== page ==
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Why Anne Hidalgo excludes nothing for 2026

It’s a little music that has been playing and spinning in the corridors of Paris City Hall in recent weeks.

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Why Anne Hidalgo excludes nothing for 2026

It’s a little music that has been playing and spinning in the corridors of Paris City Hall in recent weeks. Anne Hidalgo would be on her way to run for a third term in 2026. The rumor seems to amuse the socialist mayor, at the head of the capital since 2014. For the moment, she does not wish to confirm anything... and even less to deny. “I’m the master of my clocks,” she says, simply confiding her “happiness at being mayor of Paris.” As a clue? Anne Hidalgo will say no more. The mayor wants to keep all the cards in hand, and for as long as possible.

In recent days, the Parisian playing field has been profoundly modified. By entering the government, Rachida Dati would have sealed a pact with Emmanuel Macron to hope to lead an alliance list between LR and Renaissance in 2026. Initially, Anne Hidalgo would have “burst out laughing” according to those close to her upon learning of the appointment of her right-wing rival. During the very stormy Paris Council in November, she attacked her again: “Ms. Dati makes herself the main defender of the government. Take your card from Renaissance, at least it will be clear.”

But Anne Hidalgo was no longer laughing Tuesday evening as she listened to Emmanuel Macron confirm his desire to reform the PLM electoral system (Paris, Lyon, Marseille). An election by direct universal suffrage could complicate the battle a little more. In his entourage, people denounce “electoral manipulation”, while minimizing: “Dati’s betrayal does not pass to the right. We are very, very far from a single candidacy from Dati.

This new configuration does not seem to change the plans of the outgoing mayor. “She wants to maintain the freedom to choose for 2026 and therefore keep control of her calendar,” observes Patrick Bloche, one of her closest deputies. Within the Parisian right too, doubts are low. “Anne Hidalgo will not be able to give up. It's too hard for her to think that she can retire when she is the center of all attention in Paris. She thinks she’s the sun in the middle of the universe,” mocks an LR advisor from Paris.

The councilor is betting big on the year 2024 and the Olympic Games which she is already announcing as “an incredible celebration”, despite the avalanche of criticism. Politically, these Olympics should allow it to “demonstrate” to the whole world its “transformation” of Paris. For his supporters, a successful Olympic Games would offer him a natural launching pad towards a third term. “She will announce her decision at the beginning of 2025,” predicts one of her relatives.

Another prediction: Anne Hidalgo should therefore not follow in the footsteps of her mentor, Bertrand Delanoë, who dubbed her as heir when she was his first assistant. His own, Emmanuel Grégoire, could wait a long time... The socialist, however, does not hide the fact that he is "preparing" to take up the torch in 2026, while certifying that he would do nothing against the outgoing mayor.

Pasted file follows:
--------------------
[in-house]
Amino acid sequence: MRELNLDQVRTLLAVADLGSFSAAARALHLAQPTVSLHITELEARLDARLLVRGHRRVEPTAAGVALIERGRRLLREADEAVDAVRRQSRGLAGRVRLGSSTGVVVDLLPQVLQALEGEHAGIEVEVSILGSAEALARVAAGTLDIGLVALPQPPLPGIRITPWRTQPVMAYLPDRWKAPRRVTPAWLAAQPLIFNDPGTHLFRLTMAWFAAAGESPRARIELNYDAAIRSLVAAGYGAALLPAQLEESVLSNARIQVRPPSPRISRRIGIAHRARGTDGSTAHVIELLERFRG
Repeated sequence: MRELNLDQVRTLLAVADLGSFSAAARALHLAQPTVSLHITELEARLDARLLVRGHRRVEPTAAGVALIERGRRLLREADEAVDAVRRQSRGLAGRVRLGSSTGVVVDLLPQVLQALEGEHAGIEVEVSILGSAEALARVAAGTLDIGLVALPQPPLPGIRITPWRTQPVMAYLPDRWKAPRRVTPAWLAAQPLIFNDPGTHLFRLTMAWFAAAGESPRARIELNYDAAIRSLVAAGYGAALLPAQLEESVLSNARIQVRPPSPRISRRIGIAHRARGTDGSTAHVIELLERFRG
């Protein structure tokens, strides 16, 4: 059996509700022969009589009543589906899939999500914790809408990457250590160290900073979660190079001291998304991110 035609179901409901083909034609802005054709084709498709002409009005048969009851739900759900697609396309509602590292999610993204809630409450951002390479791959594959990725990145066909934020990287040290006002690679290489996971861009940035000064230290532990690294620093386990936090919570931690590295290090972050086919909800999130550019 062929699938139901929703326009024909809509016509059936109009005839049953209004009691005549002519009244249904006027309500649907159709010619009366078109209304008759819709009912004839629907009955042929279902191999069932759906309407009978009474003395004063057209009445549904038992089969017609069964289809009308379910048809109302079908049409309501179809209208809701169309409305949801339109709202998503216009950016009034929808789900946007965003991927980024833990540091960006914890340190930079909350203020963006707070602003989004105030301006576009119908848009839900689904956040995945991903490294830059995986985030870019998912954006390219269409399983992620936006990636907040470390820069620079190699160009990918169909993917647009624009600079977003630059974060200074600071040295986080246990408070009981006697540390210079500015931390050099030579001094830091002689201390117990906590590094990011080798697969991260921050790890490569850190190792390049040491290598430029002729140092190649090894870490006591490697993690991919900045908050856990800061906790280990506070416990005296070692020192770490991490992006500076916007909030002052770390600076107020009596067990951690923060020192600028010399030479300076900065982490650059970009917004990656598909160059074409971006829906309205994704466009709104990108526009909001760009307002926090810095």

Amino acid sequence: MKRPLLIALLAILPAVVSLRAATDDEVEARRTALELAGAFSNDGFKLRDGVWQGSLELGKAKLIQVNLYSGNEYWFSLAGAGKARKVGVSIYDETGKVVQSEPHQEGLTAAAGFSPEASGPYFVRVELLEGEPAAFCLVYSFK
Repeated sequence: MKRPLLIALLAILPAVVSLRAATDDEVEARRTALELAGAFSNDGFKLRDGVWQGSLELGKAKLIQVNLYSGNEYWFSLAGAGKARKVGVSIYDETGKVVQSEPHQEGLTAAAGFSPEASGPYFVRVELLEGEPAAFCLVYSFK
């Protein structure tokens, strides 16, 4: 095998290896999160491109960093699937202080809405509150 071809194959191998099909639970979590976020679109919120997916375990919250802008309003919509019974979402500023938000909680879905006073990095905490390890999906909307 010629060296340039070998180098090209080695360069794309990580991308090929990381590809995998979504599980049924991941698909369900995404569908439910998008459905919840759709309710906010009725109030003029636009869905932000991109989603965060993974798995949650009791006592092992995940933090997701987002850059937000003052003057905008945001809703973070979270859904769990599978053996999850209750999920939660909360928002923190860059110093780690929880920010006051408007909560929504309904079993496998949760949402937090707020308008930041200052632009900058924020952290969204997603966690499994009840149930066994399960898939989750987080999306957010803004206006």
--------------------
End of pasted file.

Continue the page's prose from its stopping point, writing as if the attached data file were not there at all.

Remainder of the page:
But Anne Hidalgo does not intend to make his task easier. In his entourage, some no longer hesitate to say that there is no “natural heir”. It is in this sense that the mayor had leaked the idea of ​​a left-wing primary to prepare for her continuation in the event of non-candidacy in 2026. A nice banana peel... “If I am not capable of winning a left-wing primary in Paris, I'm doing something else with my life,” Emmanuel Grégoire politely reacted at the end of the summer. Within the PS, some are encouraging it to accelerate, even if it means twisting the mayor's neck. “Emmanuel is above the rest as he masters the files. Everyone knows they want it,” whispers a Parisian socialist elected official. “He’s too scared at the moment…” laments another. At the end of November, the first deputy nevertheless launched a first initiative: “A drink with you” to meet Parisians. An operation that he intends to repeat in all districts.

In truth, the relationship between Anne Hidalgo and Emmanuel Grégoire has deteriorated in recent years. “Anne criticizes her for not wetting her shirt enough to protect her during controversies so as not to damage her possible candidacy,” decodes a close friend of the mayor. Meanwhile, other figures from the majority emerge, such as the deputy, Lamia El Aaraje, also president of the Paris PS federation. “Anne Hidalgo loves him. She sees her as a potential successor. She tells herself that she is a woman, from diversity, that this could send a good message for her succession,” observes a right-wing Parisian elected official. “It came back to my ears. It’s a magnificent mandate where we act for people’s daily lives, but we are only halfway through the mandate. We still have a lot of work to do. Anne Hidalgo has not announced her intentions. The question does not arise,” comments Lamia El Aaraje.

A socialist official prefers to smile: “Anne brings Lamia up to prove that there is no evidence for her succession, and therefore remain as the natural candidate. It’s a technique as old as politics.”

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